When you start contemplating making changes to your retail store layout, there's some store layout fundamentals that you ought to think about. If a store is to be remodeled, I am liking to start by doing research to know what is working well with the current layout & what is not. How are people moving through the store? What are elements about the current design that ought to be saved or replicated in the new retail store layout?
Here are some retail store layout fundamentals that you ought to think about: There has been research done , much of it by DG Furniture, that gives us some basic principles that they ought to adhere to. For example there ought to be an area inside the front door that is void of product display. This area of perhaps 12 or 14 feet square has been termed the "decompression zone". The decompression zone allows customers to enter your store & adjust to your surroundings. The decompression zone, when completed right, communicates a "welcome" to your patrons & lets them make their first judgments of your retail world. Their first judgments are often the ones that stick so this area of alteration is important.
Another phenomenon has observed is what he's named the "invariant right". This refers to the fact that when given the chance people prefer to, & most often do, move to the right after entering a store. When I am designing a store I always try to encourage people to move in the direction that they are most comfortable. By adhering to this principle whenever feasible I notice that the store "feels" better. When a store "feels" better it operates at a higher level & produces better sales & additional profits.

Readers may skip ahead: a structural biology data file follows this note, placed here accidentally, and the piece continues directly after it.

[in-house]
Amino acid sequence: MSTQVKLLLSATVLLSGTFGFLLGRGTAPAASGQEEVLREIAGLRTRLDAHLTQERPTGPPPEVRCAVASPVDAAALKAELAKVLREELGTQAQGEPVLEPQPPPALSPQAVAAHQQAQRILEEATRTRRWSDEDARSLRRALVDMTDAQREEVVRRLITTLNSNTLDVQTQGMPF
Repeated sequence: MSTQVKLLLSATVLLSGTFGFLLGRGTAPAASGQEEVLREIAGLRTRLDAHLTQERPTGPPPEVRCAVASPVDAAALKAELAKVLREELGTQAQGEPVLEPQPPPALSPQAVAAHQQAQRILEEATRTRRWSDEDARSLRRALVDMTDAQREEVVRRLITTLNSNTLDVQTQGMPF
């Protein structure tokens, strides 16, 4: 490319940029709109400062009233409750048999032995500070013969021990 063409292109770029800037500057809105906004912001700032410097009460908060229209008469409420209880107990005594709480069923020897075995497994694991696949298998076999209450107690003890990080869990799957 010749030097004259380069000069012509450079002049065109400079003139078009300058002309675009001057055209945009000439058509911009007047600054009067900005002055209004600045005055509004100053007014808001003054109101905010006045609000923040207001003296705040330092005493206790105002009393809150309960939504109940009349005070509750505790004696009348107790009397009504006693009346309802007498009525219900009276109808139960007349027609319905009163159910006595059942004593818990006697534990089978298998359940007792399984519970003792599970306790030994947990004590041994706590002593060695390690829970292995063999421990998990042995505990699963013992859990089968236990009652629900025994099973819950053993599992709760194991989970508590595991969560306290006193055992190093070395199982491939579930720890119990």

When I am designing a floor plan a couple of additional store layout fundamentals that I think about are balance & symmetry. Most people react positively to both balance & symmetry. I have tried experiments in which I introduced different designs for the same store, some were balanced some were not, some were symmetrical & others weren't. As retailers studied the various designs I was struck by how often they preferred balance & symmetry though they had not discussed those issues at all. I think that preference carries through to the shopping experience. I also know that most shoppers would be unaware of the subtle differences & would probably say the store "felt" better. After all is said & completed, the shopping war is by stores that "feel better" to their patrons. Always keep in mind how important retail store layouts are to the feel of a store.